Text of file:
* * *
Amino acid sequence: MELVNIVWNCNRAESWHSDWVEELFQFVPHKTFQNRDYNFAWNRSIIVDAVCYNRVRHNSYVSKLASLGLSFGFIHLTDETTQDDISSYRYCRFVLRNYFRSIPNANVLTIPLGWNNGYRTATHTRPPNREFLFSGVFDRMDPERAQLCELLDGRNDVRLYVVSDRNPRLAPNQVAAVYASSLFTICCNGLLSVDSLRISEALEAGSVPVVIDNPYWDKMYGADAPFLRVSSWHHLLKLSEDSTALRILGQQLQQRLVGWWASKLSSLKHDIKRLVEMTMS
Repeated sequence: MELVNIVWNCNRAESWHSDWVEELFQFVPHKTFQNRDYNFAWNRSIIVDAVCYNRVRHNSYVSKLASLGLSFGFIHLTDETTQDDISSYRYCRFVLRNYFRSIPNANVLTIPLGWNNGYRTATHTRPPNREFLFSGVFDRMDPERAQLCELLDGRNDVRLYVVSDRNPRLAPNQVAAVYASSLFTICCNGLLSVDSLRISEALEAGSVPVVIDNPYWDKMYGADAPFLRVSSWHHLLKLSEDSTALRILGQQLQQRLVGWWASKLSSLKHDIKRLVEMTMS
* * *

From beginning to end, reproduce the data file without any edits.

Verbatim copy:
Amino acid sequence: MELVNIVWNCNRAESWHSDWVEELFQFVPHKTFQNRDYNFAWNRSIIVDAVCYNRVRHNSYVSKLASLGLSFGFIHLTDETTQDDISSYRYCRFVLRNYFRSIPNANVLTIPLGWNNGYRTATHTRPPNREFLFSGVFDRMDPERAQLCELLDGRNDVRLYVVSDRNPRLAPNQVAAVYASSLFTICCNGLLSVDSLRISEALEAGSVPVVIDNPYWDKMYGADAPFLRVSSWHHLLKLSEDSTALRILGQQLQQRLVGWWASKLSSLKHDIKRLVEMTMS
Repeated sequence: MELVNIVWNCNRAESWHSDWVEELFQFVPHKTFQNRDYNFAWNRSIIVDAVCYNRVRHNSYVSKLASLGLSFGFIHLTDETTQDDISSYRYCRFVLRNYFRSIPNANVLTIPLGWNNGYRTATHTRPPNREFLFSGVFDRMDPERAQLCELLDGRNDVRLYVVSDRNPRLAPNQVAAVYASSLFTICCNGLLSVDSLRISEALEAGSVPVVIDNPYWDKMYGADAPFLRVSSWHHLLKLSEDSTALRILGQQLQQRLVGWWASKLSSLKHDIKRLVEMTMS